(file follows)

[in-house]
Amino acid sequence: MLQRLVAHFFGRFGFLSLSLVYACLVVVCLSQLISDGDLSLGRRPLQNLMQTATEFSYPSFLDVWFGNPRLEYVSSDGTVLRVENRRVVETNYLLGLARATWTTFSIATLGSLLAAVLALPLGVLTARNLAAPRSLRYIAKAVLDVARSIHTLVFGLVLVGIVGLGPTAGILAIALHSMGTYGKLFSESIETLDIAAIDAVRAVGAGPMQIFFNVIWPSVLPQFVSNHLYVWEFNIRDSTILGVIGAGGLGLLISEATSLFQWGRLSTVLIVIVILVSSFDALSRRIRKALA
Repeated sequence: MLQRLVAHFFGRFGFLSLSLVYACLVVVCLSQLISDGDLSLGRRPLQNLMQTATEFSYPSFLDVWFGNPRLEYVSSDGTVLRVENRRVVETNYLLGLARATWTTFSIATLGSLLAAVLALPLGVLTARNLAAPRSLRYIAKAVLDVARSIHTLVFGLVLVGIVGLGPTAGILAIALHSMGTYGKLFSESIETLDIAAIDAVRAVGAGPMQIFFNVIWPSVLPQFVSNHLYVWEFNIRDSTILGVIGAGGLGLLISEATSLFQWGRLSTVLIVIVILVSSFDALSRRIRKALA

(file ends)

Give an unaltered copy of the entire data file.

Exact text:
[in-house]
Amino acid sequence: MLQRLVAHFFGRFGFLSLSLVYACLVVVCLSQLISDGDLSLGRRPLQNLMQTATEFSYPSFLDVWFGNPRLEYVSSDGTVLRVENRRVVETNYLLGLARATWTTFSIATLGSLLAAVLALPLGVLTARNLAAPRSLRYIAKAVLDVARSIHTLVFGLVLVGIVGLGPTAGILAIALHSMGTYGKLFSESIETLDIAAIDAVRAVGAGPMQIFFNVIWPSVLPQFVSNHLYVWEFNIRDSTILGVIGAGGLGLLISEATSLFQWGRLSTVLIVIVILVSSFDALSRRIRKALA
Repeated sequence: MLQRLVAHFFGRFGFLSLSLVYACLVVVCLSQLISDGDLSLGRRPLQNLMQTATEFSYPSFLDVWFGNPRLEYVSSDGTVLRVENRRVVETNYLLGLARATWTTFSIATLGSLLAAVLALPLGVLTARNLAAPRSLRYIAKAVLDVARSIHTLVFGLVLVGIVGLGPTAGILAIALHSMGTYGKLFSESIETLDIAAIDAVRAVGAGPMQIFFNVIWPSVLPQFVSNHLYVWEFNIRDSTILGVIGAGGLGLLISEATSLFQWGRLSTVLIVIVILVSSFDALSRRIRKALA